What will we be eating in 10 years? In 50? Are we destined for a future of freeze-dried space food and Frankenfoods? Will we have to say goodbye forever to sushi and hamburgers?
Well, maybe, but there will also be deliciousness to be found, according to David Chang and Morgan Neville’s new series “The Next Thing You Eat,” which examines what will be on our plates and how it will get there in the future. The six-part series premieres Oct. 21 on Hulu.
Chang, the innovative chef who launched Momofuku and Majordomo restaurants, previously worked with Neville on the Netflix series “Ugly Delicious” and talked about his friend Anthony Bourdain in Neville’s recent doc “Roadrunner.” But where “Ugly Delicious” delved deeply into the foods of varied cultures and cities, “The Next Thing You Eat” confronts a number of eye-opening scenarios with a playful and informative approach.
Neville says the idea for the series came out of the pandemic as restaurants faced a near-complete meltdown: “Dave was in the middle of incredible pressures, so we started thinking about the future of restaurants, and it morphed into bigger questions of where is everything going.”
“We believed the pandemic was going to accelerate a lot of things in how we lived,” adds Chang.
With episodes based around delivery and robots, burgers, breakfast, restaurants and the ominously-titled “Sushi: Say Goodbye,” Neville brought in a futuristic computer-voiced narrator to keep things light, and incorporated plenty of vintage commercials to show what visions of the future have looked like in the past.
“We didn’t want to do exactly what ‘Ugly Delicious’ had done,” Neville explains. “We wanted it to have its own DNA that would be fun, irreverent and surprising.”
An eclectic list of interviewees signed on, from rapper Anderson .Paak to chefs including Eddie Huang and Corey Lee, to fishers and farmers. Chang says they were “People who had interesting takes, people I talk to. When we had Nyesha [Arrington] and Anderson .Paak, we had a blast cooking burgers. The variety of guests was just so wide — people who could have insight into what was around the corner.”
It might seem counterintuitive for a top chef who focuses on the freshest, most natural ingredients to be touring the sterile labs where scientists are creating lab-grown meats and fish. But Chang says he’s always been interested in the way new technology in food is marketed. “It wasn’t as jarring as I thought, it was something I had been curious about,” he explains.
The question likely to strike the most fear into the stomachs of coastal creatives is whether eating sushi is doomed. Sushi restaurants are a $22.5 billion industry, the series points out, but asks the question, “Is that sustainable?” Chang visits a lab producing cell-grown salmon, which he pronounces “delicious.”
He warns that the diminishing amount of fish and climate change are definitely going to cause some adjustment. “There’s already no Atlantic wild salmon,” Chang points out.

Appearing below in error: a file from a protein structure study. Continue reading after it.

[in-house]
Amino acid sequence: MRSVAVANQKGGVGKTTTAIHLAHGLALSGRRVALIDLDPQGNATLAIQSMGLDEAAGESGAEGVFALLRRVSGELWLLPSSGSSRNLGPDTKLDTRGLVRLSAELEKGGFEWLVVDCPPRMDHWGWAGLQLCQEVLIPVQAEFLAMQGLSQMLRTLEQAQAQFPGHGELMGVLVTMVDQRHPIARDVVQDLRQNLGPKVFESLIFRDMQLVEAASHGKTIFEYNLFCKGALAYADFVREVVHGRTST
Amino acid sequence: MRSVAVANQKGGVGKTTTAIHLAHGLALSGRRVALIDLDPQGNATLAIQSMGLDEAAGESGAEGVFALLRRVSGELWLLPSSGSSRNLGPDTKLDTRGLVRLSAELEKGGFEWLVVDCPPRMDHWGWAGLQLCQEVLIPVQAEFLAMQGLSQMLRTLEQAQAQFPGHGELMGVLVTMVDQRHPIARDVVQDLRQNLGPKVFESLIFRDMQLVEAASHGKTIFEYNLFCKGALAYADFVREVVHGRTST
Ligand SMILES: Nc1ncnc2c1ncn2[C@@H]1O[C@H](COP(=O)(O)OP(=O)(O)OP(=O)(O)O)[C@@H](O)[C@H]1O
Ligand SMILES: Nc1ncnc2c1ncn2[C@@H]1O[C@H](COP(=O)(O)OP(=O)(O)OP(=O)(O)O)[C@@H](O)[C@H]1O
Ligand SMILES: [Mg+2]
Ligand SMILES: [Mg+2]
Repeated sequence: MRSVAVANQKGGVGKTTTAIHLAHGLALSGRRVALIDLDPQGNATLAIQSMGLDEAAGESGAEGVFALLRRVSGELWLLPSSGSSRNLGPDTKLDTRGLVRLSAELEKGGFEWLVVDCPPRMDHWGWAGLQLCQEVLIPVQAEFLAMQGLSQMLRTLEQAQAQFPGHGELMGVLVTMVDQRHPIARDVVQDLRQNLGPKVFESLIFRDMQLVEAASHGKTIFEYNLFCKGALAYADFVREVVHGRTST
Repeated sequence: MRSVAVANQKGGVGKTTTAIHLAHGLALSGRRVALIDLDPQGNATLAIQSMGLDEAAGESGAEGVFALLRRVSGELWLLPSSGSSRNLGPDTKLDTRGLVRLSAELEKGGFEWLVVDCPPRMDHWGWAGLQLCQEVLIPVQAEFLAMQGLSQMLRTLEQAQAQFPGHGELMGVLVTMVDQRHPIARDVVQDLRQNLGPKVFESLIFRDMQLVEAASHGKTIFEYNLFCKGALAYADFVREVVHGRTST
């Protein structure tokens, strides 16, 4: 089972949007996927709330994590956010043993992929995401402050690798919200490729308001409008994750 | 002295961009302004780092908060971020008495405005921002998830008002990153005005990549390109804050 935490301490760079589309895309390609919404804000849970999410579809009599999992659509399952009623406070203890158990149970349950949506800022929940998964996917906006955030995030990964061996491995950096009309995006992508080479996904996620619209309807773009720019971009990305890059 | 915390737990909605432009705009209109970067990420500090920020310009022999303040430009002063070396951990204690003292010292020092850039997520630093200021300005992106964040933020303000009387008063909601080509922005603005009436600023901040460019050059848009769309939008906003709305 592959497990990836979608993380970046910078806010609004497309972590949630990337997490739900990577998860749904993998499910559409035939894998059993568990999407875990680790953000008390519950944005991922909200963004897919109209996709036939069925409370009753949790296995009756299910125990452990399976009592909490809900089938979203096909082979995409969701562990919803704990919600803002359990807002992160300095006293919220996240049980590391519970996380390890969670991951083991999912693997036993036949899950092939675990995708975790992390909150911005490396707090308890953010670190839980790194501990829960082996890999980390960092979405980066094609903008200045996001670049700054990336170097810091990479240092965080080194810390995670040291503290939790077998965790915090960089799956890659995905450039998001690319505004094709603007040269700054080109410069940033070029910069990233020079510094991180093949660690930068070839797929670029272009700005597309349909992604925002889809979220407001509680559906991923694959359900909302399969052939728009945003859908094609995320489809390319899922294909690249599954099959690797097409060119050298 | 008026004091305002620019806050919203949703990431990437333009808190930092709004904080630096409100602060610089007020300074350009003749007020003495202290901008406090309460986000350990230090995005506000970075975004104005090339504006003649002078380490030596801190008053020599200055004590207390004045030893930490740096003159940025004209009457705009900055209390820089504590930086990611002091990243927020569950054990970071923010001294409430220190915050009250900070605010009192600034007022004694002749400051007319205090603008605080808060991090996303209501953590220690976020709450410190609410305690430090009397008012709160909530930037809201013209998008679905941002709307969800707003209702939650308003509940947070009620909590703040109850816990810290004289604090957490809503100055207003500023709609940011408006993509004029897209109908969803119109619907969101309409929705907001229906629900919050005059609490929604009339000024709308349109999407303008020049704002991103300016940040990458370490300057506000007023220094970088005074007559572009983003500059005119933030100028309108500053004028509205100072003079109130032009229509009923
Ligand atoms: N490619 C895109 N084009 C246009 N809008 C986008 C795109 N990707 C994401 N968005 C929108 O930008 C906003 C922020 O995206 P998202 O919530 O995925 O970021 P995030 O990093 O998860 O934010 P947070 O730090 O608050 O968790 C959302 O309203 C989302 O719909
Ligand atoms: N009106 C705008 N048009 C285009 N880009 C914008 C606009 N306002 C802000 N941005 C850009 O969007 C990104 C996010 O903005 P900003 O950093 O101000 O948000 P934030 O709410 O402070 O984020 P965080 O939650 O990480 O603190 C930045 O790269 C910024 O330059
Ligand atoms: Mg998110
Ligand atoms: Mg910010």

But will we really need to stop eating fish entirely? Chang doesn’t think so. “The best way is to encourage education and proper practice. If you tell people they can’t do something, it’s not going to work.”
“We’re going to have to make hard decisions,” Neville agrees.
Food is going to look the same — we’ll still be eating fried stuff on a bun — but in different forms. “It’s cricket nuggets, for example,” says Neville.
The “Rise of the Machines” episode looks at how important delivery became during the pandemic. Does it really make sense to have a 2,000 lb. car driving around to deliver a 2-pound burrito? It’s far more efficient to use autonomous delivery — yes, little robots toddling down the streets with your takeout, which is already a reality in some places, and will only grow, Chang predicts.
But there are questions that come along with that, Chang says. “What does robotics mean for immigrants? Will it allow us to increase pay? We have a labor shortage. What happens if people who need a job can’t have that job?”
Climate change is of course a major factor in what the future will look like. “There’s no way not to talk about it, it touches almost every aspect of food harvesting, manufacturing, cultivation,” says Neville. “We’re at a cultural moment now where we can look at what the hell are we going to do about it.”
“There’s a good chance cultivated meat is going to become more dominant,” Chang says. “There’s going to be more people, less land. We should ask ourselves, what does it mean? What are the ethical questions we should start asking ourselves?”
These are serious questions, but as the series travels everywhere from the Tokyo fish market to a “Blade Runner”-esque version of Los Angeles, 2050, Chang serves up some of his signature cheekiness. “I remember not having to eat bugs,” Chang tells a food cart vendor in this dystopian vision of L.A.’s future. “Yeah, what did you eat? Hot dogs? That’s made out of grinded chicken assholes. Bug assholes taste better than chicken assholes,” the vendor informs him.
“You’re going to have to learn to eat insect protein. There’s certain parts of the world where eating insects is common, Korea is one of them,” Chang says. “Nothing is actually new.”
Chang says staying optimistic while confronting these issues was the biggest challenge, but “by the end, I turned a corner. It’s cautious optimism. If we play our cards right, there is a future we can have some control over.”